Materials scientist Wei Wang has been recognized with awards from two professional societies for his contributions to the field of electrochemical energy storage.
He will receive the Electrochemical Society’s Pacific Northwest Section Electrochemistry Research Award later this year.
At Pacific Northwest National Laboratory (PNNL), Wang is the chief scientist for research and development of stationary energy storage technologies, including lithium ion, sodium ion, and redox flow batteries.
He is also the director of the laboratory-funded Energy Storage Materials Initiative. This project aims to transform the development of energy-related materials by using physics-informed machine learning to accelerate material design and validation at industrially relevant scales.
“Our goal is to help get energy storage materials from the lab to the grid faster,” Wang said.
Optimizing organic electrolytes for redox flow batteries
Redox flow batteries have been one of Wang’s specialties since he joined PNNL in 2009. These batteries contain water-based electrolytes to carry ions that store energy. They are more promising for grid-scale storage than lithium ion batteries because flow batteries are more suitable for long-duration energy storage with fewer safety concerns.
However, for widespread deployment of grid-scale energy storage, materials inside the batteries still require research and development to identify low-cost, environmentally friendly, and widely available materials. Organic molecules are a potentially useful class of materials because they are made from the most common elements available: carbon, hydrogen, nitrogen, and oxygen.
“The challenge is that there are a lot of organic molecules, and few have properties useful for long-term energy storage,” Wang said. “The process of identifying them for redox flow battery applications still involves a lot of trial and error.”
Wang and his colleagues have been using an approach called molecular engineering to accelerate materials design for battery performance. This approach involves designing material structures for specific purposes, calculating some of those properties for specific materials, synthesizing the best candidate materials, and testing the performance in the lab.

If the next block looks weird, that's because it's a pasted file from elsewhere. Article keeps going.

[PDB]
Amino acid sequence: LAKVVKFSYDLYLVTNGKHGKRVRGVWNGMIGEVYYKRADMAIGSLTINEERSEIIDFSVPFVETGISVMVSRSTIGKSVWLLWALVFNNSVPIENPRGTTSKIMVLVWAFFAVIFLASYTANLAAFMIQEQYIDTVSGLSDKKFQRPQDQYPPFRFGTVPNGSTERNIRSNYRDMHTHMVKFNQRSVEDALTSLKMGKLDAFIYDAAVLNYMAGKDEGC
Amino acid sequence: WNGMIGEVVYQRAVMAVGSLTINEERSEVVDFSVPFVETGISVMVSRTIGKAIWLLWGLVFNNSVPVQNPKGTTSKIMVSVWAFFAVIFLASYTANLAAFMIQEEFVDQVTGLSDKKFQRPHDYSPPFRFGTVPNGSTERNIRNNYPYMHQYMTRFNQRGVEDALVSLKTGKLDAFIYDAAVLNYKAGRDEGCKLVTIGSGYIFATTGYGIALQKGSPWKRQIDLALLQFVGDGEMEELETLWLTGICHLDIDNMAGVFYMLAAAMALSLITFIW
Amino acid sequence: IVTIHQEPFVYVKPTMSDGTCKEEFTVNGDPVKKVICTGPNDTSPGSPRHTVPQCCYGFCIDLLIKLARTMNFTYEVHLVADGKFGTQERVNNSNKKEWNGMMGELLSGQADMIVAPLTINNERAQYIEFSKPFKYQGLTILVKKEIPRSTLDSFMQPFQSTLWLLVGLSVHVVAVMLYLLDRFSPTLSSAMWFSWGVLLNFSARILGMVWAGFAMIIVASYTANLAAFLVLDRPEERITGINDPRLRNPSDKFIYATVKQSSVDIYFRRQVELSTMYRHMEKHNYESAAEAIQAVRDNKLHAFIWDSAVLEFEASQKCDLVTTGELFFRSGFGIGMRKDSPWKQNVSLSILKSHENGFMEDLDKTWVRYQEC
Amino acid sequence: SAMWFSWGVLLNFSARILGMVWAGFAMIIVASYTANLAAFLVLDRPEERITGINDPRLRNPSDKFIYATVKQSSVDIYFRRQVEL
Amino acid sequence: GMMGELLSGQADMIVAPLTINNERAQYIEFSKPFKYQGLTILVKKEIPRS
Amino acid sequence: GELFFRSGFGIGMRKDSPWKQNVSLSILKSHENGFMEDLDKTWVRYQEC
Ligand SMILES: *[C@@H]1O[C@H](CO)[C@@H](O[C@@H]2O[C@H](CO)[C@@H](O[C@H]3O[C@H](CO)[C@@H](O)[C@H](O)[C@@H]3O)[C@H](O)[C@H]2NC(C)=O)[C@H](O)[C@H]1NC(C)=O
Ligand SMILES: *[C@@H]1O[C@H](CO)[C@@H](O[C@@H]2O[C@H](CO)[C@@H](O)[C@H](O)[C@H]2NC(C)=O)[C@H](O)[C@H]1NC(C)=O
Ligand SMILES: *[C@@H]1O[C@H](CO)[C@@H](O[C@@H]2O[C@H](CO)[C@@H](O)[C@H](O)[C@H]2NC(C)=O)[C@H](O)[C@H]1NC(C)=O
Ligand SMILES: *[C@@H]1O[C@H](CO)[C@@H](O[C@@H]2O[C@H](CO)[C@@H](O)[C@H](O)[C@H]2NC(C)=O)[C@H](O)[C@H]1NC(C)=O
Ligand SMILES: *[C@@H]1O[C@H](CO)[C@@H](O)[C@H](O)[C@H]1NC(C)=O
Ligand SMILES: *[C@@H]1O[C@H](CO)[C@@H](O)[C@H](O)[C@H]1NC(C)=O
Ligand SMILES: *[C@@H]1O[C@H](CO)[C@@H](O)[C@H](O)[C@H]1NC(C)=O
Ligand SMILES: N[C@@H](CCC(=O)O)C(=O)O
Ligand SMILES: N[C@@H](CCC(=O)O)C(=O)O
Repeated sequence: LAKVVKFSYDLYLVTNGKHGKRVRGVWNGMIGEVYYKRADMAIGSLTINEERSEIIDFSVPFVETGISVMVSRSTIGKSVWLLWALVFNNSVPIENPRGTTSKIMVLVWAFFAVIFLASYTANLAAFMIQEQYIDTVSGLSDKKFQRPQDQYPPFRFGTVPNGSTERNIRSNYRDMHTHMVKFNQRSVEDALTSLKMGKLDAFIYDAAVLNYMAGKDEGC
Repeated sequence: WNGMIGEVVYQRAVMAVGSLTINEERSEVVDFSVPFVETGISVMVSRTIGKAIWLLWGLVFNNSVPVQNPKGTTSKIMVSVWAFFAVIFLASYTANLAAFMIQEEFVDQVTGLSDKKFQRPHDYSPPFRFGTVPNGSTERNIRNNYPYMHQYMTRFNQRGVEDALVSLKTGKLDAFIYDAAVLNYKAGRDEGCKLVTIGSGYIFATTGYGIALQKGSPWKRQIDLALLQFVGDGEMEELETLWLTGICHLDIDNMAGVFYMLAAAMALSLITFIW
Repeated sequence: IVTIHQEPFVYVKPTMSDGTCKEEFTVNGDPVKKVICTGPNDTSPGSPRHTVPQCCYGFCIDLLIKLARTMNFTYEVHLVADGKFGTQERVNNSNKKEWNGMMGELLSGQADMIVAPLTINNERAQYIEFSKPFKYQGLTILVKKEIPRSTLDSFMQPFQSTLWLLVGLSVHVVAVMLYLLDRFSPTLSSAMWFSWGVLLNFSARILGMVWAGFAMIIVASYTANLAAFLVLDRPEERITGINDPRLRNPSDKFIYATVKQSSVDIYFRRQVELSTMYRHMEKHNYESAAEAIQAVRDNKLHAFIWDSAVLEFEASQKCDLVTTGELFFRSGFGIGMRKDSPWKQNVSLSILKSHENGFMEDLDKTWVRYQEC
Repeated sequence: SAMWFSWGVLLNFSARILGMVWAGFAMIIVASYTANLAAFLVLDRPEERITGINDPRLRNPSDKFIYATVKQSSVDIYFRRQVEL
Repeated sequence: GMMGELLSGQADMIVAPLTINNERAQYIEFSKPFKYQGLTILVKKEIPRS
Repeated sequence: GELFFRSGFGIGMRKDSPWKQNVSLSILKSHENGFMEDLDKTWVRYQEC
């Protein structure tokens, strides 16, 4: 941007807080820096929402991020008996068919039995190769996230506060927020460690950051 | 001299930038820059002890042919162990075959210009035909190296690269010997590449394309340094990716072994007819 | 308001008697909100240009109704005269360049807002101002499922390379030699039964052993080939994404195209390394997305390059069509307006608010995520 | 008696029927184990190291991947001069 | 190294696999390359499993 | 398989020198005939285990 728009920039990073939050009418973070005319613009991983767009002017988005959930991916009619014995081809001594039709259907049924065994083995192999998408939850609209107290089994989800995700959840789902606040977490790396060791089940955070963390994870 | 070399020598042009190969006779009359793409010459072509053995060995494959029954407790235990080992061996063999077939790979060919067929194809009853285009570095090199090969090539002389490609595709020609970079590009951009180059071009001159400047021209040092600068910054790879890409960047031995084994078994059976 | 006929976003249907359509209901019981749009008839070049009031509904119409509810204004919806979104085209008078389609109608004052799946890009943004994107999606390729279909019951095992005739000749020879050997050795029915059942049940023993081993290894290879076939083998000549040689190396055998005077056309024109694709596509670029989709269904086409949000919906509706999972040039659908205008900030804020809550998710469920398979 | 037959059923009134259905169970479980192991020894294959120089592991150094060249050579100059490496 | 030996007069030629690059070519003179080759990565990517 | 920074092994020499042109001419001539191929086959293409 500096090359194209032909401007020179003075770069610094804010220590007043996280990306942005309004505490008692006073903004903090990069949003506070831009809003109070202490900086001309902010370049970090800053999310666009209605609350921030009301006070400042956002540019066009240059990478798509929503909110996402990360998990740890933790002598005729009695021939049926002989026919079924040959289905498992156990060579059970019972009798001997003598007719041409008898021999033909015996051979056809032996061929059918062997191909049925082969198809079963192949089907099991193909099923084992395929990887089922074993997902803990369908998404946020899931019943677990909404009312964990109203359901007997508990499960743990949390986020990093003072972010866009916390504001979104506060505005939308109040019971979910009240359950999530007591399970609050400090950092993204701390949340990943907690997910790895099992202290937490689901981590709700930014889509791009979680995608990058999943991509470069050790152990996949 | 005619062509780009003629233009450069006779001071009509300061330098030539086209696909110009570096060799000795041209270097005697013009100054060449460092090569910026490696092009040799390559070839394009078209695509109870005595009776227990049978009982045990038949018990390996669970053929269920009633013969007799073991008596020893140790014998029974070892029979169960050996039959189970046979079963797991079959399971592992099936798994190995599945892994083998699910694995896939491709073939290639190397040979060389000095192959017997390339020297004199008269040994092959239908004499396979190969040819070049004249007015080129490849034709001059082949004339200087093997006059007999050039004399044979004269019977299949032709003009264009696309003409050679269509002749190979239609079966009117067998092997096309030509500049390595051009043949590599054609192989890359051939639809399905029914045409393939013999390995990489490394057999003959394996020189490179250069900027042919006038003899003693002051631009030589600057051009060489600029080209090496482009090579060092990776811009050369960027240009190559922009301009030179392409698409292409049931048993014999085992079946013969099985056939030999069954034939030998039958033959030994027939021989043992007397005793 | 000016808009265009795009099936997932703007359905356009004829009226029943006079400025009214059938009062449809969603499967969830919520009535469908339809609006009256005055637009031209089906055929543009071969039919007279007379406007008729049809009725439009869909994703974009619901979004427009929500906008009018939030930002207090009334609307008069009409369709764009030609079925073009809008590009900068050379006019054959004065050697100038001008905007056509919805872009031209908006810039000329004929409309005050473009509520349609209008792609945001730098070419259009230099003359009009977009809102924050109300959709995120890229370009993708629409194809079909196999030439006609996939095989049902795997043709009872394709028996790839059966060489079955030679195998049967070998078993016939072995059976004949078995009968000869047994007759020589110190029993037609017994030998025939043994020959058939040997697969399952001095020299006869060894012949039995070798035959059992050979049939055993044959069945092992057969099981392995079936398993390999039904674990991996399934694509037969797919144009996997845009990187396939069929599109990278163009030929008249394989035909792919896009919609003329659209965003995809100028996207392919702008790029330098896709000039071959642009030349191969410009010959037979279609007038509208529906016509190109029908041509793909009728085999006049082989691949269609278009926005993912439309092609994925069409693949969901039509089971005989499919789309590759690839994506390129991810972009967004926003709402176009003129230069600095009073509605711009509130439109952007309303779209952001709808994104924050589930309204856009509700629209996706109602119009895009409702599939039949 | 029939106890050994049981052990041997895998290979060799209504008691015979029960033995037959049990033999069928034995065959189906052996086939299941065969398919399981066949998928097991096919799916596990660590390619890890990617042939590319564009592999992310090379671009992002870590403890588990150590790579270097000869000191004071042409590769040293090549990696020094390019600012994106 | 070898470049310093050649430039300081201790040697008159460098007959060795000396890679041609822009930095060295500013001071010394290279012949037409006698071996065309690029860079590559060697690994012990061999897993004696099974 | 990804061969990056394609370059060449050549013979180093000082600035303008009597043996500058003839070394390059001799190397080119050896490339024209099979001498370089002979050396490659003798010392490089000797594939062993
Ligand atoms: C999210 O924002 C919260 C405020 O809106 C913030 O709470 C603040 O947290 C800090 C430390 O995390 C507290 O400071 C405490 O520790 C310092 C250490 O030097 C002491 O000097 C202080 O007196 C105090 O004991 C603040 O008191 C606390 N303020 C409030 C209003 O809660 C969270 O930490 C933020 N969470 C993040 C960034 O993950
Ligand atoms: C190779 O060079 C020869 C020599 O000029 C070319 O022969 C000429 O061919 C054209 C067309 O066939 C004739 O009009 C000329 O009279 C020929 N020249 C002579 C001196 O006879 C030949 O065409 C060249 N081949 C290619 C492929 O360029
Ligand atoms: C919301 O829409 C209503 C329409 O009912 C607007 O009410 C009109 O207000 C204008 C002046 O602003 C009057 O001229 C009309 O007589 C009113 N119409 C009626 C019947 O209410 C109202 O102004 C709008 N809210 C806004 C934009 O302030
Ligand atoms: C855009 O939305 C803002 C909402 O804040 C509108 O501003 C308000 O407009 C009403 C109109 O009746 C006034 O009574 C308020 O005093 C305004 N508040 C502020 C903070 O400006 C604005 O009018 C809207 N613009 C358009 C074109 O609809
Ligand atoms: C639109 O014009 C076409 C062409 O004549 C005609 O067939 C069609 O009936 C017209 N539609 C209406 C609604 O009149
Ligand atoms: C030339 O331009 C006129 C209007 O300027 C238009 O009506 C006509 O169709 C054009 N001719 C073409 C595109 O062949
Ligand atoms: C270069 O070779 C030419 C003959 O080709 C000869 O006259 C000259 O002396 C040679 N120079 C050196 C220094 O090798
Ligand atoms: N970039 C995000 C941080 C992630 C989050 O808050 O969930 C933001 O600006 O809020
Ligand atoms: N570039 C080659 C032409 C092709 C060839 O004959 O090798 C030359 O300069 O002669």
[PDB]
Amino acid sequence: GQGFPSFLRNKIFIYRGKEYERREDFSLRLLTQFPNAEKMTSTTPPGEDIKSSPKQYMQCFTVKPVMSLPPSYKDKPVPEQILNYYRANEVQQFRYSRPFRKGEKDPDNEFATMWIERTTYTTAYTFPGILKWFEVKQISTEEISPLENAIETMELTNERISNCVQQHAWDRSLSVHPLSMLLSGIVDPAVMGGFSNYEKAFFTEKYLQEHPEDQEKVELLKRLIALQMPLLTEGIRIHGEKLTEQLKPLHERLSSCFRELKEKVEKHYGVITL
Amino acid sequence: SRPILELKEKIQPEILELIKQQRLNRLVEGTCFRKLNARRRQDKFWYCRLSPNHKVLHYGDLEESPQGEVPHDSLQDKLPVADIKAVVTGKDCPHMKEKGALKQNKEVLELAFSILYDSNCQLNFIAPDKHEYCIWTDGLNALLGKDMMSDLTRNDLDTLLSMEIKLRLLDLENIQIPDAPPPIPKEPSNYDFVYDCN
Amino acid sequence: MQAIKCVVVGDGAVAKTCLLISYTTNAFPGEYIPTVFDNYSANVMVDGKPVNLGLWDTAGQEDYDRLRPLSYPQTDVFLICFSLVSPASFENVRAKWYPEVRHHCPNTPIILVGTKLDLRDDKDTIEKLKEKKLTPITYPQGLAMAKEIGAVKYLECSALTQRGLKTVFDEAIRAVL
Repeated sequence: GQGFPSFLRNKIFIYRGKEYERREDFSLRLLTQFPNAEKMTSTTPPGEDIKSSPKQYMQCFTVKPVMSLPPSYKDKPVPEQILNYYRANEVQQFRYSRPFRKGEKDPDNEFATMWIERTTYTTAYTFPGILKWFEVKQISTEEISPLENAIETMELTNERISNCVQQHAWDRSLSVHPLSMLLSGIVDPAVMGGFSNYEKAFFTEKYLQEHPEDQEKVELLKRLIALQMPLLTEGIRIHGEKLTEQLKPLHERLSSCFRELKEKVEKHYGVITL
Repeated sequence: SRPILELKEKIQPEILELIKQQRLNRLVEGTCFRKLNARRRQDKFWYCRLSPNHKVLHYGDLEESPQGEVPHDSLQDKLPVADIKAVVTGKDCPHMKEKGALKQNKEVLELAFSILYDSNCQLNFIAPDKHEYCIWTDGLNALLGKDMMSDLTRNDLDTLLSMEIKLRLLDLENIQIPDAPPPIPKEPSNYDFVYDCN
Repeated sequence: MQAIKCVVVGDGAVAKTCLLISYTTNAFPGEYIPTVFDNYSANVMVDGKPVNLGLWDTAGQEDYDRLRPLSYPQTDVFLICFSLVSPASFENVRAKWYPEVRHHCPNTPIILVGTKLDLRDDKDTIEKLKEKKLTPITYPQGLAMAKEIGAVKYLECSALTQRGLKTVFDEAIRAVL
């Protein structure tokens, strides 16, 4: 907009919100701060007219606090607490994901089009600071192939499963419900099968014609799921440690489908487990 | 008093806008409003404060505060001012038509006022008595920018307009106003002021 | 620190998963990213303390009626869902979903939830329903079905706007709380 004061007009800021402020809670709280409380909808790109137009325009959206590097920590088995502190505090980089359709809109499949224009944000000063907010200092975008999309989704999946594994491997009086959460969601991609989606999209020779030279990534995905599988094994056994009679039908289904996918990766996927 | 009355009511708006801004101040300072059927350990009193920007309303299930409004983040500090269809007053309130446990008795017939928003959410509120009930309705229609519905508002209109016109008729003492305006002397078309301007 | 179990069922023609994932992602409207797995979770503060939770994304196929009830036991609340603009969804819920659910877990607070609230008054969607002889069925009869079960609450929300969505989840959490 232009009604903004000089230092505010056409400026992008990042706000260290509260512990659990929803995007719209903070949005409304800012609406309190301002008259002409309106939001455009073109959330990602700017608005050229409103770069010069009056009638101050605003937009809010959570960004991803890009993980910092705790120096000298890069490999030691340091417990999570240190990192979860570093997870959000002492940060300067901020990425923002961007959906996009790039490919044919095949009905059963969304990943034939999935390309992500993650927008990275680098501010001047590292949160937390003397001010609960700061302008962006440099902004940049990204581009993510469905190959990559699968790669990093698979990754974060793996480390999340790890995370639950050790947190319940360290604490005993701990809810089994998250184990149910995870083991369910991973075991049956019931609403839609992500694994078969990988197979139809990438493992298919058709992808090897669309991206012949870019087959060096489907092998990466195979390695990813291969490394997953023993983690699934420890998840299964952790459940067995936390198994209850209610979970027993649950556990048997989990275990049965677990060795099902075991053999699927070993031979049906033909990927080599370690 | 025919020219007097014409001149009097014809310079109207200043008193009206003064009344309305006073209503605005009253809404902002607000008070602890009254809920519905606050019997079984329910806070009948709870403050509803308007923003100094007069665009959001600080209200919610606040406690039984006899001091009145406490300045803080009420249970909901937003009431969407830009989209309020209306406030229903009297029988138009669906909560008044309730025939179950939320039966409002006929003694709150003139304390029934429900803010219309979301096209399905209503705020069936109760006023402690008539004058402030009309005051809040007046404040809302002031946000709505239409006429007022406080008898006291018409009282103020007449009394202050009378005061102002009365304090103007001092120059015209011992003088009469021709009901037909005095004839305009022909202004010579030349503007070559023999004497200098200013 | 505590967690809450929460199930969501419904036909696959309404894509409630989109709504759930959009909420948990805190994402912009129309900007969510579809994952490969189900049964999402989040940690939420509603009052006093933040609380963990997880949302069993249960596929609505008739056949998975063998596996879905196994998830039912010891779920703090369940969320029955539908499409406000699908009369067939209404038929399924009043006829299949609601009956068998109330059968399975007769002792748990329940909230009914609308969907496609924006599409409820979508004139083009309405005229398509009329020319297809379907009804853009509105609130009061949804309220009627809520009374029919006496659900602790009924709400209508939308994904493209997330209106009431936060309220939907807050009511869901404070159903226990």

PNNL researchers, led by Wang, recently engineered two organic molecules to optimize their energy storage capacity and improve their stability in operation. These are the two key properties needed for energy storage materials in redox flow batteries. For each example, the team’s engineering approach led to large gains in redox flow battery performance.
In work reported in the journal Science earlier this year, a fluorenone-based aqueous flow battery tested by the team in the laboratory lost less than three percent of its energy capacity after the equivalent of several years of charging cycles under normal operation. The test battery, which was about the size of a large postage stamp, had an energy density more than twice that of vanadium batteries in use today.
From targeted molecular engineering to accelerated materials discovery
Through the Energy Storage Materials Initiative, Wang and his colleagues are expanding their molecular engineering approach to identify promising energy storage materials based on properties. Now they are also using machine learning to accelerate the process of prototyping materials and testing them in large systems suitable for grid-scale storage.
“The Energy Storage Materials Initiative is part of the fundamental scientific foundation for PNNL’s Grid Storage Launchpad,” Wang said. This future national grid energy storage research and development facility, to be located at PNNL, includes investments from the state of Washington, Battelle, and the laboratory.